Arctic Warming and Eurasian Grand Strategies

In May 2013, several Asian countries obtained the status of “permanent observer” at the Arctic Council, the body that gathers the eight countries bordering the Arctic. These new “observers” are China, India, South Korea, Singapore, and Japan (Russia Today, Northern exposure, May 15, 2013). This rush of Asian (some of them tropical and equatorial) countries to the Arctic is one of the most important dimensions of the current global race to the Arctic region (see Valantin, “Arctic, the New great game”), triggered by the combination of the rapid warming of the North and the global competition for natural resources (Klare, The Race for what’s left, 2013). The new grand strategies ruling over this race to the Arctic, which combine national …

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The Arctic Power Race: the New Great Game

This post opens a new series dealing with the Arctic, its environmental change and its evolving geopolitics and security. The Arctic death spiral, or “Melting is coming” Thanks to the widespread rapid melting of Arctic sea ice during the 2013 summer season, a Chinese freighter crossed the famous Northwest passage, shortening its journey from Dalian, China, to Rotterdam, by more than two weeks in August 2013. Between 22 and 26 September, the Nordic Orion, a bulk freighter going from Vancouver, Pacific Canada, to Finland, used the same passageway. It was transporting coal. The opening of this mythical passageway in summer over the last few years is the result of the way global warming is massively impacting the whole Arctic region. …

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The Persian Gulf, between Power and Collapse

A tale of two cities:  Warsaw, Teheran At the international United Nations conference on climate change in Warsaw, Poland, started on the 12th of November, the Philippine diplomat begged for the negotiators to find an international binding accord on climate, one day after a monster storm left a trail of mass destruction in his country. At the end of tense negotiations, it was established that each country should define national contributions for this global effort, which will be discussed during further negotiations. At the very same time, in Geneva, a historic deal was struck between Iran, the five permanent members of the UN security council and Germany, about Iran nuclear program: Teheran promised to suspend it, in exchange of a …

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Climate of Change on the Red Sea

Since the “Arab spring” in 2011, one has seen a series of old and entrenched dictatorships topple (Georges Corm, Le Proche-Orient éclaté, 2012), from Tunisia to Yemen, or, as in Syria, being replaced by a monstrous civil war. However, the very complex political forces thus unleashed, are not only rooted in the changing social, political and religious Middle-East context. New socio-environmental dynamics have also appeared, which reveal the dire vulnerability of some of these societies, about to lose the very resources upon which they depend. So, they struggle to find new resources, or new ways and means, in a very tense strategic context. These new trends are particularly impressive around the Red Sea, where Middle-East power relations are deeply transformed by …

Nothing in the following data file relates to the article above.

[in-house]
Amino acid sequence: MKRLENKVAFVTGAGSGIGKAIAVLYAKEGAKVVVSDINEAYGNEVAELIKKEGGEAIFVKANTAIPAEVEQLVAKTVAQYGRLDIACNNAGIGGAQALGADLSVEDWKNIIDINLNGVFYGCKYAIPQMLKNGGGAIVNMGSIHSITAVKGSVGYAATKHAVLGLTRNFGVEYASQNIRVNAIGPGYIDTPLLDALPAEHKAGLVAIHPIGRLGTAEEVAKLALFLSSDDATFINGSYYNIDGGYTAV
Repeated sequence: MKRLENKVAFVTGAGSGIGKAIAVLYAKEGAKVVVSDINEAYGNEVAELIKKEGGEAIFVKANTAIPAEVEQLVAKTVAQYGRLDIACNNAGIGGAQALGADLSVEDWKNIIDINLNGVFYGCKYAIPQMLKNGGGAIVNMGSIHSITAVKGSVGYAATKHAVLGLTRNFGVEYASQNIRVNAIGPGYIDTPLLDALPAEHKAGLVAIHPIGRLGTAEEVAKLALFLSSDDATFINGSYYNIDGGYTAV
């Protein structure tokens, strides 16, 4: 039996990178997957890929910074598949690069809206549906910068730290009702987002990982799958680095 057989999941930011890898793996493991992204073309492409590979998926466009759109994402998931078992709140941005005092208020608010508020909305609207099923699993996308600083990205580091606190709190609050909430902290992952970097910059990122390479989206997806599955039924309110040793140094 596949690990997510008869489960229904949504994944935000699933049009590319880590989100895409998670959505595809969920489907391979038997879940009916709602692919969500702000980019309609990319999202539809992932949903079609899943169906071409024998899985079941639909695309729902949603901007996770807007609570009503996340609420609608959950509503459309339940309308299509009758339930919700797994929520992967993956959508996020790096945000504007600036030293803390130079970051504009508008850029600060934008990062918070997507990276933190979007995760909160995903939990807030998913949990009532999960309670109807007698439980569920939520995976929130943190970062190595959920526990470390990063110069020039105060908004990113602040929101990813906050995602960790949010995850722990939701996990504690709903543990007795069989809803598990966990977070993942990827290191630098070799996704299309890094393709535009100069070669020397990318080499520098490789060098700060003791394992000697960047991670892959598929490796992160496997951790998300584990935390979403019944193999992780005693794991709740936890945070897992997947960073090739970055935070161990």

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Surviving the Gulf of Aden: a New Strategic Paradigm for the Future of the Region

On 15th September 2013, saboteurs blew up the pipeline linking Yemeni oil fields in the North to the Hodeidah export terminal, on the Red Sea coast. It was the third time in two months. In the meantime, the Yemeni political life was also marked by a deluge of US drone strikes against militants of “Al-Qaeda in the Arabian Peninsula” (AQAP).  On 18th October, a militia of armed and well-organised Islamist militants attacked a Yemeni military base in the Southeast, preceded by a car bomb suicide attack, which killed five soldiers. The two following weeks saw endless attacks and manifestations, against the government as well as sectarian violence, leaving dozens dead. In the meantime, on the other side of the Gulf of …

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Somali Piracy: a Model for Tomorrow’s Life in the Anthropocene?

Pirates, scientists and climate change “It was like the wild west out there”. This comment was not made by a soldier after fighting in the streets of Bagdad, or by a police officer coming back from a difficult raid in a dangerous favela in Rio. No, it was made by Peter deMenocal, a marine geologist of …

Climate Change, a Geostrategic Issue? Yes!

“Winter is coming” This is the motto of the Starks, the eminent feudal family depicted in “Game of Thrones”, the fantasy novel series, by George R.R. Martin [1]. Its members are involved in numerous and interlocking power struggles between the different Houses of a kingdom, whose ruler is weak ( and meets a sad fate). This continent is dominated by a strange climate, divided in two seasons, a summer and a winter, each potentially lasting several years. Winters can be fearfully cold and snowy, induce mass starvation for a very long time, as well as terrible conflicts, and decide, by their harshness, like war, of the destiny of nations. When “Winter is coming”, the moment has come to get prepared for times dominated by cold, despair and …

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